BEAUTY AND IRONY may never have been better blended than in the magnificent new show of Japanese wood-block prints at the Smithsonian's Sackler Gallery.
The prints portray the opening of feudal Japan to Western commerce and culture in the mid-19th century, as seen through Japanese eyes. The artists' impressions of Europeans are sometimes ludicrously naive and wildly inaccurate, sometimes embarrassingly acute. In the light of subsequent history, many seem eerily prophetic.
Because the foreigners who followed in the wake of Commodore Perry's 1853 armed intrusion were restricted to the treaty ports of Yokohama and Nagasaki, few Japanese had a chance to see for themselves the white men in black ships who had defied the shoguns' 250-year ban on intercourse with barbarians, as all outlanders were classed.
Inexpensive color prints showing the strange pale foreigners at work and at play were being sold in the streets within a week after the American expeditionary fleet steamed into Edo (now Tokyo) Bay. Ranging from clumsy cartoons to high-order art, such prints were produced by the hundreds of thousands over the first few decades of Japan's explosive emergence into the modern world.
The Sackler show comprises nearly a hundred prints collected by William and Florence Leonhart of Washington during tours of duty with the U.S. Embassy in Tokyo. In a sort of benign reverse cultural imperialism, the show is sponsored by the giant Yamanouchi Pharmaceutical Co., which sells us shiploads of medicine but sugarcoats the pill bill with contributions to everything from the San Francisco United Way to the Bioethics Center at Georgetown University.
Sackler curator Ann Yonemura, a third-generation Japanese-American, has produced a clear-eyed presentation that's a model of cultural neutrality and even-handed historicity.
Which is not to say it lacks snap and crackle. The prints are full of humor as well as hints of the tragedy and triumph that would follow this smashing of the lock of Pandora's box. Japanese transliterations of foreign languages and misapprehensions of Western culture and technology were sometimes hilarious, yet the artists' subtle depictions of European posturing and arrogance clearly foreshadow the gathering storm.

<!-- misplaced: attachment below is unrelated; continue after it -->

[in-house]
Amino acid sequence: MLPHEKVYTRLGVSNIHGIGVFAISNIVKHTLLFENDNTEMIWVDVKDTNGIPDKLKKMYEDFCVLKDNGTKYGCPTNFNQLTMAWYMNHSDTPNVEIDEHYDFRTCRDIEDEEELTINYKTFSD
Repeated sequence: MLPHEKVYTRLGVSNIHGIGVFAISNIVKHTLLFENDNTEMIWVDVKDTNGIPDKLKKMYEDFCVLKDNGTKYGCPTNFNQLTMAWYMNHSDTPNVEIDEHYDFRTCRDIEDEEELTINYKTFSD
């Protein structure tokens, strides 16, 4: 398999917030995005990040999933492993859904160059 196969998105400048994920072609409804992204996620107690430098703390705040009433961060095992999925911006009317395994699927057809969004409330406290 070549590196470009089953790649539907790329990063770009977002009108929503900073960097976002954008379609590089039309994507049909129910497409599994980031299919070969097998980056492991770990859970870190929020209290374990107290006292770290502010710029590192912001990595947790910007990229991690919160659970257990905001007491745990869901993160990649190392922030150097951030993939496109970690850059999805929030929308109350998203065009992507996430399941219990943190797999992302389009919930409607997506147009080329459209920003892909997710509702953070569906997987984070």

All prints had to be approved by the shogun censors, so the portents are muted, but from the vantage point of hindsight they're cruelly obvious. Those drunken Yankees casually violating Japanese laws, ignoring courtesy and custom, dashing their horses pell-mell through crowded marketplaces, cut a trail of resentment that led directly to Pearl Harbor.
But before the Japanese could beat the barbarians at their own game, they had to level the playing field. A "learning center" in the exhibit gives a short course in the art of block printing and several excellent videos on how our meddling triggered Japan's fantastic rise to world power.
Unfortunately, the center is open only from 11 to 3 Monday through Friday. Still more unfortunately, there's only one TV monitor, showing nearly two hours of films -- some of them bloody exciting. The productions are so good, and so valuable in setting the show's context, that it would be worth sacrificing some of the exhibition space to create a screening room.
Even those with a fair knowledge of Japanese history may be startled to be reminded of how incredibly swift and devastating was the response of this remote island people to penetration by America, Britain, France, Russia and the Netherlands (which had long held a tiny trading foothold with the shogunate).
Within 15 years of Perry's visit the shoguns who had ruled for seven centuries were swept away and a single ruler stood at the head of a rapidly industrializing nation. An army and navy manned by commoners replaced the tradition-bound samurai warriers, and just half a century after the black ships violated Japan's home waters, the Imperial High Seas Fleet destroyed the Russian Grand Fleet -- regarded as one of the world's great navies -- at the Battle of Tsushima Strait.
During World War II Japan seized the Southeast Asian empires of all its former trading partners, whipping them so decisively on land and sea that the myth of white superiority was forever dispelled. And while Japan is said to have lost the war, Asia is now Asian and Rockefeller Center is Japanese. We sure taught them a lesson, didn't we?
YOKOHAMA: Prints from 19th Century Japan -- Through Sept. 9 at the Arthur M. Sackler Gallery, 1050 Independence Ave. SW. Open 10 to 5:30 daily. Metro: Smithsonian. TDD: 357-1729.